Each Mother’s Day, I think about both my own experience as a mother and the way our society treats the mother-child bond for so many non-human moms. To me, the essence of motherhood is both strength and vulnerability, with the celebration of new life and all of its promise and need for nurturing to realize its potential. Mothers and children forge bonds through the strength a mother develops in her protection and the baby’s increasing independence made possible by that protection. I can’t help but think of the plight of farmed animals, which turns the very essence of motherhood — of life — on its head, violently and systematically taking away the chance for strength and for celebration of life.
Mother’s Day For Pigs
Female pigs are artificially inseminated and imprisoned in barren, cramped cages made of metal and concrete. They can’t even turn around. Sadly, workers mutilate the piglets and take them away from their mothers at just a few weeks of age. Next, they impregnate the mothers again, repeatedly denying them of any chance to form a natural bond.
Mother’s Day For Cows
When allowed, mother cows form lifelong bonds with their calves. Like humans and all mammals, cows produce milk to nourish their young. The dairy industry shatters these bonds. Workers repeatedly artificially inseminate the cows, taking each calf away at only a few days old. They either raise and kill them for veal or raise them to be dairy cows, repeating the cruel cycle. And although the natural lifespan of a cow is up to 20 years, dairy cows are slaughtered at around five years of age — once their milk production begins to decline — to be turned into cheap ground beef. Learn more about the cruel truth the dairy industry tries so hard to keep hidden.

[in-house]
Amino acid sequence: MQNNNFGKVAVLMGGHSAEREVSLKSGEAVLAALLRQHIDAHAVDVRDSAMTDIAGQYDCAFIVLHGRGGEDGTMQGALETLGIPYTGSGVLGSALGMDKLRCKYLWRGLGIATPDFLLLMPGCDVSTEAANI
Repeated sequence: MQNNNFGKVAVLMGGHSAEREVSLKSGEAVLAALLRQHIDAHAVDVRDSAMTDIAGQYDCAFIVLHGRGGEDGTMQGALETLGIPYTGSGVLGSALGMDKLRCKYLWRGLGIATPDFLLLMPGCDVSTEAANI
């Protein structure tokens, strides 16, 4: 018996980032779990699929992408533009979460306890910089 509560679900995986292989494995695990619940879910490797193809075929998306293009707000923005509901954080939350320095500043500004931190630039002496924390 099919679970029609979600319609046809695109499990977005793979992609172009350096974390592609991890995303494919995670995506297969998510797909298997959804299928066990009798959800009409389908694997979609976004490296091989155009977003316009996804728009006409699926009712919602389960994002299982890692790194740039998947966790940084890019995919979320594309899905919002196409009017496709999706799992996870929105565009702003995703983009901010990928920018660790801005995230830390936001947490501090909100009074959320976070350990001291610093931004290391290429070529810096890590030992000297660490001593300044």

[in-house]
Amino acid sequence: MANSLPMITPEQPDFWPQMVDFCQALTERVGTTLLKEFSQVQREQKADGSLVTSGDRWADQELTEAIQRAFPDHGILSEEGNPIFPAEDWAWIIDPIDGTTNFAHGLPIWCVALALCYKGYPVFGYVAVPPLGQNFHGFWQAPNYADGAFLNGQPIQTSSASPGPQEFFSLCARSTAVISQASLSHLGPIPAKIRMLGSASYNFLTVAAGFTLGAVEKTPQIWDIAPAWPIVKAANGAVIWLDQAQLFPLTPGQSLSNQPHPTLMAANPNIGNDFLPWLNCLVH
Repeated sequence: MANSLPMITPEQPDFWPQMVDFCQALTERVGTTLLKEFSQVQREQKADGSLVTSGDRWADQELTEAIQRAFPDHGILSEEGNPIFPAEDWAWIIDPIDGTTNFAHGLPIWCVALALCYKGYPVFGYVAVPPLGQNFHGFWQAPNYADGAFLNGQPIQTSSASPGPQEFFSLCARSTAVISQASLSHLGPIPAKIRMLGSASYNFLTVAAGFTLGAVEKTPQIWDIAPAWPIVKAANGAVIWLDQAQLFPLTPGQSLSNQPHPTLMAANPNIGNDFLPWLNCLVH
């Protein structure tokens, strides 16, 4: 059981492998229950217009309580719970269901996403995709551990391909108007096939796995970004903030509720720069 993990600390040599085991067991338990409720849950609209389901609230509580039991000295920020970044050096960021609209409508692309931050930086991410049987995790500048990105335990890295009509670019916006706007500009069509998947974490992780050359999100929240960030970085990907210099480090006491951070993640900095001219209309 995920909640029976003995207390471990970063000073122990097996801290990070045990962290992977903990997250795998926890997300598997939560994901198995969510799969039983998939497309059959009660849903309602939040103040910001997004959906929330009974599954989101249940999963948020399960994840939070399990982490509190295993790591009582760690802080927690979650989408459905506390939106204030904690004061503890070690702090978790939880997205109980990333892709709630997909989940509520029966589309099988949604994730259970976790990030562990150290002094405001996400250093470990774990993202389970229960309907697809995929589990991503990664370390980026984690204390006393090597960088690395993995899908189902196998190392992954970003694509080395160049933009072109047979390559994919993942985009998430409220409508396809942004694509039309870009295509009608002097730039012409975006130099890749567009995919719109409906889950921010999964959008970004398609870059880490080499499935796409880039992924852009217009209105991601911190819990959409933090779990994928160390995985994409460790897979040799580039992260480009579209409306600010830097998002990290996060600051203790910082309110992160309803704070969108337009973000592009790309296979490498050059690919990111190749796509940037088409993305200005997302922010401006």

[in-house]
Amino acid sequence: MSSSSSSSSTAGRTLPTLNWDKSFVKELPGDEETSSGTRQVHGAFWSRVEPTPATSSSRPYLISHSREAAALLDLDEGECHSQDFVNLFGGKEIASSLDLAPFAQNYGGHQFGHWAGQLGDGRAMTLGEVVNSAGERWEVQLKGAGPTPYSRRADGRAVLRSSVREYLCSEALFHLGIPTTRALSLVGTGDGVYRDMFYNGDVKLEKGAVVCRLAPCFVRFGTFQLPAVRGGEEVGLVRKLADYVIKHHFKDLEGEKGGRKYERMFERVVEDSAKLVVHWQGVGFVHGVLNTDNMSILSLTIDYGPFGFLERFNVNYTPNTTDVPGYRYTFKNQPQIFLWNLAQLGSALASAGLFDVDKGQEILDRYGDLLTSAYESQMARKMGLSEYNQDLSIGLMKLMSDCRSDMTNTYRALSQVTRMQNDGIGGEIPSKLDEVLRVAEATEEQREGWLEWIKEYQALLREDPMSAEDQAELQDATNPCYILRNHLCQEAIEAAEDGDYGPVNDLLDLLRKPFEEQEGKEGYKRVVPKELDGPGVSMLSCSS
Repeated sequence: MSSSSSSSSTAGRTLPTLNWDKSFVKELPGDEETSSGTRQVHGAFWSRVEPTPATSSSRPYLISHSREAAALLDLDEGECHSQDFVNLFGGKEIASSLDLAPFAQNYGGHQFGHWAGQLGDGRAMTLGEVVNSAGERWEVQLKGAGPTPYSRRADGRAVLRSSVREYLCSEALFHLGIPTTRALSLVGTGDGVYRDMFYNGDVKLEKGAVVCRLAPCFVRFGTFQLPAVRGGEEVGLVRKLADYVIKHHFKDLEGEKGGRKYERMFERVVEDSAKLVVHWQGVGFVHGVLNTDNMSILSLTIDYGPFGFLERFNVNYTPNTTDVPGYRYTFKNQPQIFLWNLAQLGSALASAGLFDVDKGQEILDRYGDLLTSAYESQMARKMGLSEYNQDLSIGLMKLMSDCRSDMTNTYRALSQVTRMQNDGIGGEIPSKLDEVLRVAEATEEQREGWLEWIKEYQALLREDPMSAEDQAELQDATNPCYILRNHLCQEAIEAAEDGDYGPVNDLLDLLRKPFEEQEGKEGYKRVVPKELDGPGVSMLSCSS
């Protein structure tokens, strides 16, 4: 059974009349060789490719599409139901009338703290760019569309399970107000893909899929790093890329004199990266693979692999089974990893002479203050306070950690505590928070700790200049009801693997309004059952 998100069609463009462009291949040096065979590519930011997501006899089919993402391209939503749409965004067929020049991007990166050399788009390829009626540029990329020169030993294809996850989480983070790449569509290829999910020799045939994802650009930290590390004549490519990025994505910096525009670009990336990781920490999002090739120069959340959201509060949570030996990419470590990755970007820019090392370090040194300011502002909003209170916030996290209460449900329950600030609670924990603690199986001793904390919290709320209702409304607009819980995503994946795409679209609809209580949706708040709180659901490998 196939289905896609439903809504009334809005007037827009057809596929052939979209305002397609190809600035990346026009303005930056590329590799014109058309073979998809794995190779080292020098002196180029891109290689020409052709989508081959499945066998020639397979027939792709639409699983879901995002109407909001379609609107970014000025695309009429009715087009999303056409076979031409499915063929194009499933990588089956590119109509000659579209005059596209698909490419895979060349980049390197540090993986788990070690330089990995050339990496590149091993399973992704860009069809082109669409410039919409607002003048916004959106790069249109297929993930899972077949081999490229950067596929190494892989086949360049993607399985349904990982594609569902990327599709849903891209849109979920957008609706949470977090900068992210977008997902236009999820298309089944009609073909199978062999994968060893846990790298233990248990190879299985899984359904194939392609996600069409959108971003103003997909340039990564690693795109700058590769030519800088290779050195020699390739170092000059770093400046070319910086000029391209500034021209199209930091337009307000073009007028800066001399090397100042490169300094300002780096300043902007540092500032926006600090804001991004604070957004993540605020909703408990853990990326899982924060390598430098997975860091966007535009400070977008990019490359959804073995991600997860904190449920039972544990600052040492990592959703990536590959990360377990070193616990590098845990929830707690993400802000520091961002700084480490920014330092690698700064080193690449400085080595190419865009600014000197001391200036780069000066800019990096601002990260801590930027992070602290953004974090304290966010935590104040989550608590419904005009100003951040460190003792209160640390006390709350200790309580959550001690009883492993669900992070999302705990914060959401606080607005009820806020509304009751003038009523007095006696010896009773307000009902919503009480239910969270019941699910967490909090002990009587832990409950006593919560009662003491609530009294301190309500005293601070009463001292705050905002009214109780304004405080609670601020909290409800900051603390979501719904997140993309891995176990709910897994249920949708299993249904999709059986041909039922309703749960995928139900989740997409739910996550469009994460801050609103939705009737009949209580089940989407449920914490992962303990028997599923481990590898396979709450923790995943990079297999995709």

Mother’s Day For Chickens
When allowed to stay with their eggs, hens bond with their chicks begins even before they hatch. A few days before hatching, a hen begins chirping to her eggs. Her developing babies chirp back from inside their eggs. But hens farmed for laying eggs never get to take part in this or most other natural behaviors. Their eggs are hatched at massive industrial hatcheries, where the male chicks are ground up alive just after they hatch. Workers sear off the females’ beaks and keep them kept crammed into tiny wire cages. They can’t even turn around or spread their wings. These birds will never get to care for their eggs or meet a single one of their chicks.
Animal agribusiness relies on a systemic cycle of exploitation of these female animals to produce dairy, eggs and meat. Thankfully, each time we sit down for a vegan meal, we are standing up for all of these loving moms.
What You Can Do With This Knowledge
Amid this suffering and deprivation, my own experience as a mother has taught me to see this dismal information differently. Far from being a source of paralysis or despair, this information has empowered me and my children in understanding our own humanity. Knowing the cruel realities of how our society treats animals gives us the necessary perspective to build our own values on this topic, and to turn that into action. The opportunity to live vegan values and to teach others to find the resonance with their own values comes only from understanding these truths. And it strengthens my own bond with my children, appreciating and celebrating the promise of young life and the protection of the chance for each new life to grow.
I invite you to hear the perspectives of vegan parents and kids, and contribute your questions about, and thoughts on, vegan families at Animal Outlook’s Vegan Family Podcast. Our Mother’s Day episode is a conversation with Tawnee Preisner, horse rescuer, vegan mom of four (including three adopted siblings) and founder of Horse Plus Humane Society. We talk about rescuing animals, caring for animals to teach compassion, what horses mean to kids, and more.